Oculaudio literally changes the view of better hearing. This disruptive technology combines hearing and vision, also dealing with the stigma of hearing loss. In DigitalWell Ventures accelerator, the company hopes to get the last pieces of the puzzle in place before launching their product.
A dinner in 2017 was the moment when Norwegian tech-entrepreneur Tom Austad first came up with the idea of Oculaudio. Two of the dinner guests took out their hearing aids, as the background noise became too prominent.
– Today’s hearing aids brings a rather sharp sound experience, as they amplify mostly high frequencies you cant pick up when getting older. Our system amplifies voices, it analyses what is going on around you (!). Then our algorithms break down that analysis and determine what is noise and select voice, and minimize the noise, says Tom Austad.
Camera beam identifies sound source
Oculaudio glasses are a game changer for picking up the right voice when several people are in a discussion. The technology is partly based on the same principles as autofocus in a camera. This means that the sound from the person you are watching is identified from a camera beam, and when turning your head, a built-in gyro helps to widen the sound range. The latency when shifting to another angle in a conversation is 8 milliseconds and not noticeable to the user.
Oculaudio is a hearing aid where sight and hearing are intertwined. A camera beam identify the person speaking to you, amplifies the voice and minimizes the noise. Intelligent ear buds adapts to the situation.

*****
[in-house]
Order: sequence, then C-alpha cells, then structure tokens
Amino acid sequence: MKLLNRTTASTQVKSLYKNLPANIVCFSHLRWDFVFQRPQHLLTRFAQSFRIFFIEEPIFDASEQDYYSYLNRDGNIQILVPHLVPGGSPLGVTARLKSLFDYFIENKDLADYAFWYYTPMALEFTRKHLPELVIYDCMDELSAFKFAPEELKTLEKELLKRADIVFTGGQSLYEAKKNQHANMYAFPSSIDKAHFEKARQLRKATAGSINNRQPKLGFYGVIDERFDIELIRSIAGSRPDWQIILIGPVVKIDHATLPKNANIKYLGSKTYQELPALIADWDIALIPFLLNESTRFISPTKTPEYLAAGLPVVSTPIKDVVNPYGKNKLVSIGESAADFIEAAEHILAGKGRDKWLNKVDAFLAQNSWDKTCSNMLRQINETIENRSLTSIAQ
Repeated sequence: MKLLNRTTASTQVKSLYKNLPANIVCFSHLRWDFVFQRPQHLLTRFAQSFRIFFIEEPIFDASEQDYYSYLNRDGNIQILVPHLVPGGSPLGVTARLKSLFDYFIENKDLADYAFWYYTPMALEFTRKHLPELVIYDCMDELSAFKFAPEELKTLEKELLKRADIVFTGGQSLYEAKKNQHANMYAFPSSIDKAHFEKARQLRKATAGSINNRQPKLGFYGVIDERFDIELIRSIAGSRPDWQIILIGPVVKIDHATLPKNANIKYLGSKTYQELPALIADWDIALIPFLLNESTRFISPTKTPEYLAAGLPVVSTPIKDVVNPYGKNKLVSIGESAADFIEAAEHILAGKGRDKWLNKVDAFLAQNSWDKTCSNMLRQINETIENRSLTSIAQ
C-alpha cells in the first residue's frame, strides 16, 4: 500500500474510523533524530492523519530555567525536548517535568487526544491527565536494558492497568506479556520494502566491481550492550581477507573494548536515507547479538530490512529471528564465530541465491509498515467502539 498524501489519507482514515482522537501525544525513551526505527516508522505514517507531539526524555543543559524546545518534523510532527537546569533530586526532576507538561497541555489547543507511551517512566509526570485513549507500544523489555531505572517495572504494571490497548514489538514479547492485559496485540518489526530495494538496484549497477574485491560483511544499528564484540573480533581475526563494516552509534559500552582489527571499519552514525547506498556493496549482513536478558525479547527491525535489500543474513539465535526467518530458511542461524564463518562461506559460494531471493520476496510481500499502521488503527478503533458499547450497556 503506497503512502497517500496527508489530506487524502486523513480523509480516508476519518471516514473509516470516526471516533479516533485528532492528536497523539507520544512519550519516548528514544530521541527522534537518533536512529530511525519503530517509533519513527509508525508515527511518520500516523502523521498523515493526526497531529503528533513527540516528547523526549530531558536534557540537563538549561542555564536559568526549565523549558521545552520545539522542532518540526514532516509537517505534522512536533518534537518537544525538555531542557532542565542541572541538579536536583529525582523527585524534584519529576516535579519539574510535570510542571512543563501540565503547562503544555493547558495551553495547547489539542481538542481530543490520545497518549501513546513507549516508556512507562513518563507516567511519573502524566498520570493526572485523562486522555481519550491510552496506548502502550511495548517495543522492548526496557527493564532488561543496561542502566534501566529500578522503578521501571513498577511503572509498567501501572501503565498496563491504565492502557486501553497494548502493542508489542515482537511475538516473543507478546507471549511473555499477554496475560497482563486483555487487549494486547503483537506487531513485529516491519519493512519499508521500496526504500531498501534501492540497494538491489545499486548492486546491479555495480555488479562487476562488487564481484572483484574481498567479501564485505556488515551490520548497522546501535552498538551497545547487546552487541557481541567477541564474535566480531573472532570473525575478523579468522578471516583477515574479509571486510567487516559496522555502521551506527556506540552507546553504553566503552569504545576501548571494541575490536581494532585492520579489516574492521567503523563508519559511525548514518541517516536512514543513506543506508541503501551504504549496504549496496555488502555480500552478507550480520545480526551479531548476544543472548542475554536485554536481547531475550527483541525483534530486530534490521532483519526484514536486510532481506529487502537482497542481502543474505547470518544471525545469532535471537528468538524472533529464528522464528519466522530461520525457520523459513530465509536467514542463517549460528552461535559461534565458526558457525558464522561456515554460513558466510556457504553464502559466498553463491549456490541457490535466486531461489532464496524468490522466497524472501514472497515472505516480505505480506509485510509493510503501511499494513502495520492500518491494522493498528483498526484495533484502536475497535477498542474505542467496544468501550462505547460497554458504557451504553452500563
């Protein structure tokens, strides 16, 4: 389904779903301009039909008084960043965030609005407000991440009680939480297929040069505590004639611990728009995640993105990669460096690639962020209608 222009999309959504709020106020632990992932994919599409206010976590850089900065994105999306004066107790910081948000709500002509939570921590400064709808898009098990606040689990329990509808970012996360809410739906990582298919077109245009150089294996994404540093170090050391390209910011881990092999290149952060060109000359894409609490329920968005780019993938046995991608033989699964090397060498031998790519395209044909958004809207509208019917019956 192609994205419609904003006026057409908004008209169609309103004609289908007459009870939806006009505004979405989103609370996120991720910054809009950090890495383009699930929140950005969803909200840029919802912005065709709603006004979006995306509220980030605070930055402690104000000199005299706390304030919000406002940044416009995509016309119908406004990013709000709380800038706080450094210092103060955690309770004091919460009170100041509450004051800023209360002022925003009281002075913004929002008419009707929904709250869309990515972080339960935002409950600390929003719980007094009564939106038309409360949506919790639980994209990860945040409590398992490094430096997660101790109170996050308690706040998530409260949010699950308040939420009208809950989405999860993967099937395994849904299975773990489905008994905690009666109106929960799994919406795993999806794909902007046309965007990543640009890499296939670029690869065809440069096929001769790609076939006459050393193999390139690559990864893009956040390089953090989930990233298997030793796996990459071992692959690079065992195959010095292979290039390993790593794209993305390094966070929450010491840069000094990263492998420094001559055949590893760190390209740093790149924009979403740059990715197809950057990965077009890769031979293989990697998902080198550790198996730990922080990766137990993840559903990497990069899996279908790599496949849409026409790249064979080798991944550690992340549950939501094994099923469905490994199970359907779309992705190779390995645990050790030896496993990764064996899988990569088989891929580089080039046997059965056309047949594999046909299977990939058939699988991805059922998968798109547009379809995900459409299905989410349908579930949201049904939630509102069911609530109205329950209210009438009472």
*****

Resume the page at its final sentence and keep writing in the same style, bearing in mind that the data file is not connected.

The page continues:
The glasses are equipped with a HD face detection camera, Bluetooth, two DSPs and a total of 16 microphones.
– It’s a challenge making space for all that technology, so the glasses are crucial. Sight and hearing are intertwined. We have asked many audiologists why hearing aids have the microphones at the back, when everything you want to hear is in front of you. The answer is that there is nowhere else to place them, says Tom Austad.
Intelligent ear buds
Oculaudio’s ear buds adds another technical dimension. In a normal conversation the eartips are open to stop occlusion. (Hearing your own voice in your head). This is the default mode, but when listening to music, the eartips automatically expand when tapping on the temples of the glasses – and starts working like regular ear buds.
Getting rid of hearing aid cables is also about liberating the users from showing their hearing loss, Tom Austad states:
– Hearing aids brings a stigma for many users, wearing designer glasses with earbuds gives a whole new impression.
Tom Austad, Ceo and founder of Oculaudio.
Tom Austad says that today a lot of hearing aids end up in a drawer because the users are disappointed both with the sound experience and the look. But the need of hearing aids will grow rapidly in the future, according to WHO one billion young adults is in risk of hearing loss due to unsafe listening practice.
– This is also a problem in addition to getting older. Even a 60-year-old with normal hearing loses ability, says Tom Austad, who believes this new target group will have completely different requirements:
– We presented Oculaudio for HLF (Norway’s community for hearings disabilities) and they said, if you get this right it’s going to revolutionize the hearing aid industry.
Plans to launch in 2023
The final fine-tuning, design and testing are underway and the planned launch of Oculaudio is in early 2023. The decision to join the DigitalWell Ventures accelerator is an important step to get in touch with the right investors.
– We must show that we are investor ready and undergoing a program focused on Health Tech. When you really can prove to the investors that everything is in place, it is much easier for them to make an informed decision, says Tom Austad.